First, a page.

Helping alcoholics, one glass at a time

Bernice Kamano knows severe alcoholism is harming — often killing — First Nations people on the streets of Victoria.

“I see it every day,” said Kamano, a support worker with the Aboriginal Coalition to End Homelessness.

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“The majority of people I work with are alcoholics or have some form of addiction, but they are the least likely to reach out for help,” she said, citing the inter-generational effects of residential school abuse and foster care as the most common sources of trauma.

“They are so broken.”

Kamano said she is interested to hear how University of Victoria researchers are looking at how managed alcohol programs can help alcoholics and their communities.

Managed alcohol programs generally include those who have had no success with abstinence-based programs, are homeless and drink substances such as Listerine and rubbing alcohol.

Participants live in a shelter and are given doses of alcohol — usually small glasses of sherry or beer — based on need. The goal is to monitor and reduce alcohol use while addressing other health and lifestyle issues.

Bernie Pauly and Tim Stockwell from the UVic-based Centre for Addictions Research B.C. will present findings from their national study on Friday at the Greater Victoria Public Library downtown.

The event, part of the Dean’s Lunchtime Lecture Series, starts at 12:30 p.m.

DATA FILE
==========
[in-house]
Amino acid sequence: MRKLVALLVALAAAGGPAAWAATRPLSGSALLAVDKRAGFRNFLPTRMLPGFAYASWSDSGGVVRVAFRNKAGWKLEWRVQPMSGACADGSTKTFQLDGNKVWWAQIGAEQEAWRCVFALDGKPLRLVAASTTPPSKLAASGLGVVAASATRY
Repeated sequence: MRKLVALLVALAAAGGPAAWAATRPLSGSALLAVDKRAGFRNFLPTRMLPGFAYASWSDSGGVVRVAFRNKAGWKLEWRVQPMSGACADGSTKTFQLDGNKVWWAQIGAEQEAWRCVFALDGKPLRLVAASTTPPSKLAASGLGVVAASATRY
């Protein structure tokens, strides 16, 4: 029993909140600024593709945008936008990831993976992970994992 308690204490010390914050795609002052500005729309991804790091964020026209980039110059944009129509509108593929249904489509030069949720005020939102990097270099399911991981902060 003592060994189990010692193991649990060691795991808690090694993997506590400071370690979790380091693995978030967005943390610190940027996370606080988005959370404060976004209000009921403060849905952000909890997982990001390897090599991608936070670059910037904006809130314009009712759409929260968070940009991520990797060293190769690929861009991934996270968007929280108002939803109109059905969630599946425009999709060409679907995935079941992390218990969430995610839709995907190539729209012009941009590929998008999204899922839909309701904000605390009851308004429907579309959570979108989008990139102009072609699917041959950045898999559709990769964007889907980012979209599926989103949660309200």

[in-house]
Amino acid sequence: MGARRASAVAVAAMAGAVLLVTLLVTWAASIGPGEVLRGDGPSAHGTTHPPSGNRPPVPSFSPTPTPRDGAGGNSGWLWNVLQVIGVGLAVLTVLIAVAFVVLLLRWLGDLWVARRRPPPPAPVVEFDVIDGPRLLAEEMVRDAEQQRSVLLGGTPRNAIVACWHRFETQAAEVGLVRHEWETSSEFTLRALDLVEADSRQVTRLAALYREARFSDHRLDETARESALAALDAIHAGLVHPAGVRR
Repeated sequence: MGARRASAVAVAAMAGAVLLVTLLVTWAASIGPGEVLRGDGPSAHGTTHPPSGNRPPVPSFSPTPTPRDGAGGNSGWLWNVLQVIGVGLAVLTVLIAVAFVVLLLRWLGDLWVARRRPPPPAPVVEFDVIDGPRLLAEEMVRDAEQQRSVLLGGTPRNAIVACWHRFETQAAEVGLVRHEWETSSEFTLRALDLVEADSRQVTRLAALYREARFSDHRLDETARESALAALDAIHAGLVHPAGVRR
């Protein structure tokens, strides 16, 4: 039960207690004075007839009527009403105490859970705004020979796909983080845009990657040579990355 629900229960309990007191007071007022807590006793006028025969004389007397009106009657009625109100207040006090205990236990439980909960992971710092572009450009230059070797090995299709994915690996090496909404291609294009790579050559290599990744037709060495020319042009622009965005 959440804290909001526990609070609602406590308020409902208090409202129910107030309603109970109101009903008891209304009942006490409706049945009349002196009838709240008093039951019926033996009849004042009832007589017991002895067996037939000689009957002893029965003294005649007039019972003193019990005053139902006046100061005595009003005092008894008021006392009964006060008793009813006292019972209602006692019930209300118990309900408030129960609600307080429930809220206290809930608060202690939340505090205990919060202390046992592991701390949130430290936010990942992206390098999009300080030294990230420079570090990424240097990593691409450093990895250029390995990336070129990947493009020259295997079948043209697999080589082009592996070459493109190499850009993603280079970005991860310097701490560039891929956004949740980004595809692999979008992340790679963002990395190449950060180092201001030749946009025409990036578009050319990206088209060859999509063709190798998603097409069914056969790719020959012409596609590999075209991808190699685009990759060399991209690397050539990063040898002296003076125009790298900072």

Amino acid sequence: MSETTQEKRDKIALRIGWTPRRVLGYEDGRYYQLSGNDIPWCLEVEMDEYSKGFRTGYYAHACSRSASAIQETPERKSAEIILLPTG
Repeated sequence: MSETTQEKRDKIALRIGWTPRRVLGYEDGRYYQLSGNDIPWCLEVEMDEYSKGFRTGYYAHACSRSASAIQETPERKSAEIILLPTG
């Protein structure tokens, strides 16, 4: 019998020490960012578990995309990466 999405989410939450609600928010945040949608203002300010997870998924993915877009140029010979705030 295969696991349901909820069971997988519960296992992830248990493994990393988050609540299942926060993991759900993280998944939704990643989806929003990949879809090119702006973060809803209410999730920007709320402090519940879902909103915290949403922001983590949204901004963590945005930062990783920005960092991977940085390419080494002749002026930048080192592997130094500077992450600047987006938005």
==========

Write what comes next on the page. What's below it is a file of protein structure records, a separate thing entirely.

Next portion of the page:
Pauly said her research shows managed alcohol programs can significantly improve the health, safety and lives of severe alcoholics — namely those on the streets.

“The affects are profound. We see people drinking less, making different choices, connecting with family,” Pauly said. The research included six sites and 400 participants — half in programs.

She and Stockwell have spoken extensively about their research across Canada and internationally, but this is the first public talk in Victoria.

Stockwell said there no managed alcohol programs on the Island that he knows of.

“It’s a bit controversial for some,” he said. “But I do see it receiving serious consideration in the future.”

According to a 2016 coalition report, a disproportionate number of aboriginal people are homeless in the city: First Nations make up 32 per cent of homeless people but represent only five per cent of the general population.

A Megaphone 2016 report on homeless deaths said about 15 per cent were aboriginal, but noted this was likely low due to a lack of data from the B.C. Coroners Service.

Most days, Kamano walks from shelters to various sidewalk spots downtown to check on homeless aboriginals, often buying a few lunch out-of-pocket.

She said that while alcoholism among aboriginals is acknowledged enough to be a damaging stereotype, it has not been taken seriously as an area of study or rehabilitation.

“There is never any research to back up what we know or verify what is happening. … I want people to understand why my people are sitting in alley with a bottle of Listerine,” she said.

“The expectation of people to be able to manage stabilization in 30 days [of detox] is impossible. The whole concept of managed alcohol will allow them to become stable in time and get help.”


• Registration for Friday’s talk is through UVic Continuing Studies. Call 250-472-4747 or go to

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